The Skyhawk (Jeong Chang-hwa, 1974) — July 20, 2017
A weird confluence of the past, present and future of kung fu. Kwan Tak-hing plays Wong Fei-hung (as he did in almost hundred films from 1949 on), vacationing in Thailand with his apprentice Fatty, played by Sammo Hung. Sammo did the action choreography as well (and maybe you can catch his pals Mars and Lam Ching-ying doing stunt-work), but the direction is by Korean transplant Jeong Chung-hwa, who had a major hit for Shaw Brothers with Five Fingers of Death in 1972 before jumping to Golden Harvest the next year for The Devil’s Treasure, which also starred and was choreographed by Sammo Hung. The Skyhawk also features Nora Miao, in a far too brief role, which along with the setting amidst labor strife in Thailand, inspires echoes of Bruce Lee.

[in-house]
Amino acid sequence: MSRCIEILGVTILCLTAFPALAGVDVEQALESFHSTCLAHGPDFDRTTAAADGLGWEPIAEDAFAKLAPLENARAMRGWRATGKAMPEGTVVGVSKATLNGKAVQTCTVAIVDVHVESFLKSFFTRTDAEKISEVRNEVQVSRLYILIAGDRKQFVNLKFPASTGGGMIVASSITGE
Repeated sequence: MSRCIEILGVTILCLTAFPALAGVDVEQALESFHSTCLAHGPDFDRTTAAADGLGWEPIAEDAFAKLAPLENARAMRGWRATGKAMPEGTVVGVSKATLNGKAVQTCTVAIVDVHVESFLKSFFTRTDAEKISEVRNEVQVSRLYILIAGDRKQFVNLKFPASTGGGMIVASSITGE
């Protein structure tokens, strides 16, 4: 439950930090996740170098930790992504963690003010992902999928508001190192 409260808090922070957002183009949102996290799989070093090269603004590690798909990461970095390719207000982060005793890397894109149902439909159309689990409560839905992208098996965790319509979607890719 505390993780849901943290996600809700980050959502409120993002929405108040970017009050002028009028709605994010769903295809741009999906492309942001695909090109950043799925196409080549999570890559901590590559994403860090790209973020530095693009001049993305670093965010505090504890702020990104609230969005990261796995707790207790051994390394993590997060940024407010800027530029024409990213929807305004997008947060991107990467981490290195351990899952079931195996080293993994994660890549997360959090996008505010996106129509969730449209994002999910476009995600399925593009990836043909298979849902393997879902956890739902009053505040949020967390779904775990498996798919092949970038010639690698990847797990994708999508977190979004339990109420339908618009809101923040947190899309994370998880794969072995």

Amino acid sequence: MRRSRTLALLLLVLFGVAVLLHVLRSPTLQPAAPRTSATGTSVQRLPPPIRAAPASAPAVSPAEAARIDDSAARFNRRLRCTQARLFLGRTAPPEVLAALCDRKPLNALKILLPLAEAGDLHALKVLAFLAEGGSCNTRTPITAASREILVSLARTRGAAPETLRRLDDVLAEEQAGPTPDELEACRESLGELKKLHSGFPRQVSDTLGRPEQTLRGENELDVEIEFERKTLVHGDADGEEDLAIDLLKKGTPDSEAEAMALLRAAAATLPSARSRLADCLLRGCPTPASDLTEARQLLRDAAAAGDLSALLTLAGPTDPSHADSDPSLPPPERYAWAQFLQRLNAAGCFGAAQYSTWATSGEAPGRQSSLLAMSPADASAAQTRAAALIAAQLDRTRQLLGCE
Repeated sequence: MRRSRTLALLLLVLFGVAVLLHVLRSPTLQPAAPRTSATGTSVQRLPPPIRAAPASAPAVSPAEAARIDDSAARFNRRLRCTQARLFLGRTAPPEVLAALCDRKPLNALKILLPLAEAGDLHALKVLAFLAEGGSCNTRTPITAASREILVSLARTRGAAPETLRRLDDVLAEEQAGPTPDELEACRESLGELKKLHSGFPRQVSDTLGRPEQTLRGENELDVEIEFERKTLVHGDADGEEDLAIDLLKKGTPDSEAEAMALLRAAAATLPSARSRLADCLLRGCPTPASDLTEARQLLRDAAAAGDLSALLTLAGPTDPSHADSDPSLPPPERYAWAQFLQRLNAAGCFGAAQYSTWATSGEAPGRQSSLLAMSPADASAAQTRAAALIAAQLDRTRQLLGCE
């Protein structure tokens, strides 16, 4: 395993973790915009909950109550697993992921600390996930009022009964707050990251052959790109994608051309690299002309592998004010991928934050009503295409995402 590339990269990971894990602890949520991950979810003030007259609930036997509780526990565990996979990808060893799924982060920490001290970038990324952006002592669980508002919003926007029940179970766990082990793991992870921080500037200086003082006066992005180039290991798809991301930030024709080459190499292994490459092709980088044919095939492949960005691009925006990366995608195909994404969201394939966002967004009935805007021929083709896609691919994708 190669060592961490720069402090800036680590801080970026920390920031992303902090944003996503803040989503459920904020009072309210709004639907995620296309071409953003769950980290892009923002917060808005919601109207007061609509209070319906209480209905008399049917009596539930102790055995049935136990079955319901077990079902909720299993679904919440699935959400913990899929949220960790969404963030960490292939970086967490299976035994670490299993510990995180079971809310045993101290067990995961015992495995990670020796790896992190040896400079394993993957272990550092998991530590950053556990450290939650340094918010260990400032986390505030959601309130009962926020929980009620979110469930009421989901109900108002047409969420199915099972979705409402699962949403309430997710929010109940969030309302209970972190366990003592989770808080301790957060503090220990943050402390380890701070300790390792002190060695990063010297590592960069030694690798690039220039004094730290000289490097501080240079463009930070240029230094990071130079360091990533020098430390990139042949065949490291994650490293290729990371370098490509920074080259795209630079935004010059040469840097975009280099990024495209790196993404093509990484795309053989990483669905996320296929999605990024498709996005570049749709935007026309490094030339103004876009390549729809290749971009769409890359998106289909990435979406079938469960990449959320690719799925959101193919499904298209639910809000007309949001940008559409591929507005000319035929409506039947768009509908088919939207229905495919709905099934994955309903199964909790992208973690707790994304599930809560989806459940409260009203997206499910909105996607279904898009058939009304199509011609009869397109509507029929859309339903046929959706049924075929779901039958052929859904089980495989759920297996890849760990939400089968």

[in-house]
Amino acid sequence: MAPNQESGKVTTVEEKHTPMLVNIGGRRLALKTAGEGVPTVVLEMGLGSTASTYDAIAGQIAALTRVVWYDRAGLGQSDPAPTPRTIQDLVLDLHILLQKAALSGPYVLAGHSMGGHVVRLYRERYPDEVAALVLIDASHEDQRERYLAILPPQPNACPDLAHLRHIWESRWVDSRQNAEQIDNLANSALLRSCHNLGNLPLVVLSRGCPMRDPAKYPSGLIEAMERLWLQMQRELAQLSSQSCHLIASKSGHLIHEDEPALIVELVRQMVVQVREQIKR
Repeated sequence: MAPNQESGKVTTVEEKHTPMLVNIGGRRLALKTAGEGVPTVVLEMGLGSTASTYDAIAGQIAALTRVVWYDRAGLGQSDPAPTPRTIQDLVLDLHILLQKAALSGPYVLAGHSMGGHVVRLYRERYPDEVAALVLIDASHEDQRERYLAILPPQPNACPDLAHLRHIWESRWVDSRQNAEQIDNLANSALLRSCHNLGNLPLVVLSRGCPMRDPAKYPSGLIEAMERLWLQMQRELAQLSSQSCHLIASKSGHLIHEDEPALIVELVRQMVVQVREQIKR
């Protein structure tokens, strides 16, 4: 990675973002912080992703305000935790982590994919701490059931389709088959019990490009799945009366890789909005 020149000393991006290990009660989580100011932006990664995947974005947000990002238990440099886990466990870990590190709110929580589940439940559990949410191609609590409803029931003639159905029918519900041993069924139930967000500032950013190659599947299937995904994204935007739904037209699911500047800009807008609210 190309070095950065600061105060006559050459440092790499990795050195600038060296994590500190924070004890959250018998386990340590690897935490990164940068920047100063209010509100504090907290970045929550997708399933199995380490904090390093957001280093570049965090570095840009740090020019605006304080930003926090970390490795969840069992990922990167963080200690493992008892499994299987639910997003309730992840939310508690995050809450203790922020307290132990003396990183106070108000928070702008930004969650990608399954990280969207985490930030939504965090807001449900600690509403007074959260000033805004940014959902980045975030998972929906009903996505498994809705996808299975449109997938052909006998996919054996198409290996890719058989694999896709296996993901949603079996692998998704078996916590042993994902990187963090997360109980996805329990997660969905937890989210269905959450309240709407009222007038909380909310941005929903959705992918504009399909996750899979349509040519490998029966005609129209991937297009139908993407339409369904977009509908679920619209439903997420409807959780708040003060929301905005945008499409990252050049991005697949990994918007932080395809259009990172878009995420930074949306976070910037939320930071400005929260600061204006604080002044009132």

It doesn’t hang together very well, Kwan integrated better into the Sammo/Golden Harvest world a few years later with The Magnificent Butcher and Dreadnaught, and the moral philosophy of his Wong is on shaky ground in the vigilante early 70s. The villains have all the vices (gambling, drug dealing, forced prostitution, hiring Hwang In-shik, union-busting), but Wong is resolute in not responding to their provocations. His new disciple, played by Carter Wong (Sammo’s bland and handsome counterpart in the early 70s Angela Mao films), keeps fighting anyway, going so far as to ignore Wong’s command not to kill in the final battle. The tension is left unresolved, the two incompatible heroes just walk off into the sunset.
Dreadnaught (Yuen Woo-ping, 1981) — June 24, 2013
I want to spend a month or five just watching all the movies where Kwan Tak-hing played Wong Fei-hung. There's only like 80 of them dating back to the late 1940s. Should be pretty easy to find.
Weird seeing Yuen Biao, who played Wong's disciple Foon in the first Once Upon a Time in China film play a different Wong disciple here, right after seeing him play a third one in Magnificent Butcher. It's about time for Yuen to play Wong himself, isn't it?